5 Key Points: Labour vs. Conservative Government for SMEs

Doesn’t five years pass quickly? It only feels like a couple of years ago we were last at the polls voting to give David Cameron a second term. Yet here we are, once again, scouring the manifestos to see what a vote for either of the main political protagonists would mean for us.

This time around, unprecedented challenges lay ahead regardless of the victorious party, with the potential impact of decisions reaching far and wide. But as a business owner, Brexit deal aside, what can you expect from the Labour Party or the Conservatives if they are elected? This is our completely neutral guide.

Business tax

Conservative – The government will keep the rate of corporation tax at the current 19 percent mark until April 2020, when it plans to reduce it to 17 percent. It also plans to simplify the tax system for small businesses.

Labour – The Labour Party intends to make significant changes to the current business tax regime, with the main rate of corporation tax rising steadily to 26 percent by 2020/21. Smaller businesses will be protected from these rises as those with annual profits below a £300,000 threshold will pay 20 percent in 2018/19 and 21 percent in 2021/21.

Labour also plans to exclude small businesses with a turnover of less than £85,000 from plans to introduce quarterly reporting and wants to introduce an excessive pay levy on companies with high levels of pay.      

Business Rates

Conservative – It is exploring the option of introducing self-assessment into the valuation process for business rates and plans to conduct a wide-scale review to make sure business rates properly account for online businesses.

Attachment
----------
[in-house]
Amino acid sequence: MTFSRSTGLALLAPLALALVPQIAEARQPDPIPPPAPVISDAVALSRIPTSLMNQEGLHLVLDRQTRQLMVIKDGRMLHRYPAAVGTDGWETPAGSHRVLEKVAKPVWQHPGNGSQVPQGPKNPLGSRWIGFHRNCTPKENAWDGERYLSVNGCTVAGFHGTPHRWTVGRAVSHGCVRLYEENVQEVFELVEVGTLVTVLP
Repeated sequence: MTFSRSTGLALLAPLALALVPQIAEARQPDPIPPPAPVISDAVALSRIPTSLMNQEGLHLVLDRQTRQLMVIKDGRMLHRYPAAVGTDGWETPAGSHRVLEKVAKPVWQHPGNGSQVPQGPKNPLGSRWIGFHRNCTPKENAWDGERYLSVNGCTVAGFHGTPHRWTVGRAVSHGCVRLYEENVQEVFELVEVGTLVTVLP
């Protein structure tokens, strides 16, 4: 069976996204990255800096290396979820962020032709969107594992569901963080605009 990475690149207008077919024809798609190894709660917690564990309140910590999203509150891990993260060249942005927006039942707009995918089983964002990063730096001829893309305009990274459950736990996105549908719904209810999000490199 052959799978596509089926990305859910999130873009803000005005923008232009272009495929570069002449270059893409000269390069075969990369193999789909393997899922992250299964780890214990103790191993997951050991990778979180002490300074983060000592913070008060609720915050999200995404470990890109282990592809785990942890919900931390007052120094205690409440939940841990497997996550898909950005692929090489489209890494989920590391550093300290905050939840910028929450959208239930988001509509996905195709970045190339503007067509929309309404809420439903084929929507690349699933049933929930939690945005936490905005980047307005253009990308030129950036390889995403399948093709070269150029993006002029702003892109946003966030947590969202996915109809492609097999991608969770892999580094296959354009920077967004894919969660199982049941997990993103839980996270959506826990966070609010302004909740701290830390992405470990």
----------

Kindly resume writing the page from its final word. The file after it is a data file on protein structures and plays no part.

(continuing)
Labour – Wants to exclude new investment in plant and machinery from business rate valuations and plans to switch from the Retail Price Index (RPI) to the Consumer Price Index (CPI) when inflating business rates. It also plans to assist businesses facing significant rate rises via a transitional relief fund and reduce the time between valuations.

Infrastructure

Conservative – Guarantees that every business in Britain will have access to high-speed broadband by 2020. It also claims that routine small business and consumer banking services will be offered by rural post offices.

Labour – Wants to roll out universal superfast broadband by 2022 across the UK and plans to appoint a ‘digital ambassador’ to work with tech start-ups to promote investment into British micro-businesses. The National Investment Bank and regional development banks will also identify funding gaps and help businesses that are unable to secure funding.   

Employment

Conservative – Will increase the National Minimum Wage to 60 percent of median earnings by 2020 and double the immigration skills charge levied on businesses that employ migrant workers to £2,000 a year. Employers will also be provided with amended health and safety regulations and a needs assessment for mental health.

Labour – Has proposed the introduction of four new public bank holidays and intends to raise the Minimum Wage to the level of the Living Wage by 2020. It also intends to ban all unpaid internships and zero-hours contracts and plans to shift the burden of proof so that a worker is assumed to be an employee unless the employer can prove otherwise.

Regulation

Conservative – Wants to ensure 33 percent of all central government purchasing comes from small businesses and intends to give all employees the right to request information relating to the future of their company. It also wants to give businesses the right to insist on a digital signature and cancel contracts digitally. Companies operating online will have to provide digital receipts and give clearer terms and conditions.

Labour – Any company bidding for a government contract must pay its own suppliers. It also wants to introduce fines for persistent late payers in the private and public sector.  

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